Sunday, December 08, 2013

[Seoul, Korea] Nostalgic Charm in Urban Seoul (Part 1) : Insa-dong

Even though is a urban cosmopolitan city, parts of the city preserves it's nostalgic charm.  One of such places is Insa-dong, located in the heart of Seoul, Jong-no.  This wall mural is found at the entrance to Insa-dong via Jonggak station.

Insa-dong's history begun 500 years ago, as the residential area for government officials.  Today, still retaining it's old nostalgic charm, is a popular shopping district for cultural and traditional items.  Insa-dong is a straight road (700m) connecting Jonggak station and Anguk station.  Along Insa-dong are many small alleys where galleries, traditional restaurants, traditional teahouses and cafes can be found.  This is the focal point for Korean traditional culture and crafts.

(From Jonggak Station)

(From Anguk Station)

Traditional handicrafts, hanbok (traditional costume), hanji (traditional paper), ceramics, pottery and fine art find their home at Insa-dong.  This is also the place for visitors to get some souvenirs.  Prices for mass-produced souvenir items are slightly cheaper and the variety is complete.

Located along Insa-dong gil (means Insa-dong road), Ssamzie-gil was opened in 2004, it is a one-stop place for handicraft shops, art galleries, souvenir shops and restaurants.

Noticed the special structure of Ssamzie-gil?  It is like walking a big spiral in the building as you move from shop to shop, where there are about 70 shops in total.  Each level is sloped gentle that you may not realise that you moving upwards or downwards. 

At the top level (4th level), is an open-air sky garden where you get to admire the entire Insa-dong from a bird's eye view.  On the same level is also a book cafe and an art gallery.

This is a small cafe in Ssamzie-gil which serves waffle and coffee.  It is a cosy place with 2 levels.

Look at this!  I thought it was quite a interesting way of presenting the bill to the customers.

Being a one-stop mall, there is a shop at the ground level where visitors can buy freshly-made traditional confectionery (hangwa) eg. peanut, sesame and even rice flour confectionery.

I particularly like this shop that sells DIY ceramic musical boxes.  The designs are traditional yet contemporary.  The skills of combining the beauty of ancient and modern Korea is reflected in this piece of art.  It is DIY because you decide how you want to assemble the musical box, from the music (from a music list of more than 1000 songs), the main box and the accessory to wind the music.

This is another musical box design which is so pretty, traditional and yet not tacky.

Lots of streetfood stalls can be found along Insa-dong gil too... This is a ho-tteok (호떡) stall, a Korean pancake which is very popular during winter.  The dough is made from wheat flours, water, sugar, milk and yeast.  The filling is a sweet and the main ingredients include brown sugar, honey, chopped nuts (usually ground nuts and pine nuts) and cinnamon.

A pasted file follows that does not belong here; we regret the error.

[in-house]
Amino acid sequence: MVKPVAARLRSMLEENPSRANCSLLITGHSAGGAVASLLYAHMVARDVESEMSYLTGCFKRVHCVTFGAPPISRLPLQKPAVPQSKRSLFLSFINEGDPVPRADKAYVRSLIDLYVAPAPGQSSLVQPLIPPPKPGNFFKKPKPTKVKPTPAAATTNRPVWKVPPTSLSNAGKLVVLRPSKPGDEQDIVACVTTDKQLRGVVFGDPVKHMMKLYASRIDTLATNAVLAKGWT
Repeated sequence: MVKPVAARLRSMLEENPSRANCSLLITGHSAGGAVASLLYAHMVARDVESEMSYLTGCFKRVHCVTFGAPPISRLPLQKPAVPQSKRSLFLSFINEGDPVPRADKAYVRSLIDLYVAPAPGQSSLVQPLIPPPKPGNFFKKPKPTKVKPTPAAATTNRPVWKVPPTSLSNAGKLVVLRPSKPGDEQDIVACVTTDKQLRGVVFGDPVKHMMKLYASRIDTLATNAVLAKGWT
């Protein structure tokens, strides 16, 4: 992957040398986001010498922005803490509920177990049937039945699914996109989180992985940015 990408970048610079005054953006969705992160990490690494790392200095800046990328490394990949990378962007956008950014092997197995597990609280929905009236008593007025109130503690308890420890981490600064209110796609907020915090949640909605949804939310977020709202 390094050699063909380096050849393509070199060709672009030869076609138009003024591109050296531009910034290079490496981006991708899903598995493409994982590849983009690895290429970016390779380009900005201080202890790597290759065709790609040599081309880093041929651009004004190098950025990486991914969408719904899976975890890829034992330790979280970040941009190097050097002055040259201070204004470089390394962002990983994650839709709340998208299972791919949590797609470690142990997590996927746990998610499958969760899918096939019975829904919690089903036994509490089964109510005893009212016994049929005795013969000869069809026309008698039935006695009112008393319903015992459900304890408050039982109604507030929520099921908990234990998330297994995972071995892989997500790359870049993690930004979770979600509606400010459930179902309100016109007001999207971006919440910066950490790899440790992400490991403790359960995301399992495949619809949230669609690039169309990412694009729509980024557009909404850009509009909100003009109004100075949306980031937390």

The freshly pan-fried pancakes are served in a paper cup to prevent scalding of fingers.

This is an interesting convenience shop - 구멍가게 (gu mong ga ge) that sells tidbits and what particularly attracts attention is vanilla ice cream in the J-shape corn-stick.

How about an ice cream in the cold weather?  I like it!

Another popular hot streetfood is the Egg Bun (gye-ran-bbang, 계란빵).  On top of the muffin-like bread is a runny egg.  There is option for cheese Egg Bun (gye-ran chi-seu bbang, 계란치즈빵) too.

We were attracted by this rowdy stall selling dragon beard candy (ggul-ta-rae, 꿀타래), filled with crushed peanut fillings.  The stall will be happy to demo how they create these thin strands of candy from a piece of dough.

While walking along Insa-dong, keep a lookout for the small alleys for some of the popular restaurants are hidden in there.  We spotted one with long queue and were curious what the stall was selling.  It turned out to be a dumpling (mandu, 만두) stall selling steamed as well as fried dumplings.

One stall that really cracked me up was this stall selling Poop-Bread (ddong-bbang, 똥빵).  It is simply a variety of fish-shape waffle pancake (bungeobbang, 붕어빵), with redbean paste filling.

Street-food in Korea isn't expensive with prices ranging from 1,000 to 2,000.  So, just try them!  For Koreans, they tend to stand around the food stall to finish their food, but nothing's stopping from eat as you browse the shops, as long as you don't dirty their goods!

Enjoy the wall mural paintings as you move along, explore the small alleys as there's really must to discover in this charming Insa-dong.  Stay tuned for Part 2 which will introduce Samcheong-dong.

[This trip is made possible by the Asian On Air programme, organised by the Korean Air and Korea Tourism Organisation].

Getting there:
1.  Jonggak Station (Line 1, Exit 3).  Walk 300m ahead.  At the 4th intersection, turn left and walk another 100m.
2.  Anguk Station (Line 3, Exit 6).  Walk 100m and turn left.

View Larger Map

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